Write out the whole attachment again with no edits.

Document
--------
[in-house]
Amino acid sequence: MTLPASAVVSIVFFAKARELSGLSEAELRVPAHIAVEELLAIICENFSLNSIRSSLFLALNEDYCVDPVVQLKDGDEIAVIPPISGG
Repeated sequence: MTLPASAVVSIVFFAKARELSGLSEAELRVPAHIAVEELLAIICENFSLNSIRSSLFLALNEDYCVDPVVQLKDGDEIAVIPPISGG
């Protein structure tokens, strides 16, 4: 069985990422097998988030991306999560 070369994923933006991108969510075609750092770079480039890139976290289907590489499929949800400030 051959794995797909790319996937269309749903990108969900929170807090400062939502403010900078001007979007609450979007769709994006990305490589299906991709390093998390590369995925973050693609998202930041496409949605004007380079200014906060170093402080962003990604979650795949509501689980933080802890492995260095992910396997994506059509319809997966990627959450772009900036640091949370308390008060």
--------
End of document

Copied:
[in-house]
Amino acid sequence: MTLPASAVVSIVFFAKARELSGLSEAELRVPAHIAVEELLAIICENFSLNSIRSSLFLALNEDYCVDPVVQLKDGDEIAVIPPISGG
Repeated sequence: MTLPASAVVSIVFFAKARELSGLSEAELRVPAHIAVEELLAIICENFSLNSIRSSLFLALNEDYCVDPVVQLKDGDEIAVIPPISGG
């Protein structure tokens, strides 16, 4: 069985990422097998988030991306999560 070369994923933006991108969510075609750092770079480039890139976290289907590489499929949800400030 051959794995797909790319996937269309749903990108969900929170807090400062939502403010900078001007979007609450979007769709994006990305490589299906991709390093998390590369995925973050693609998202930041496409949605004007380079200014906060170093402080962003990604979650795949509501689980933080802890492995260095992910396997994506059509319809997966990627959450772009900036640091949370308390008060």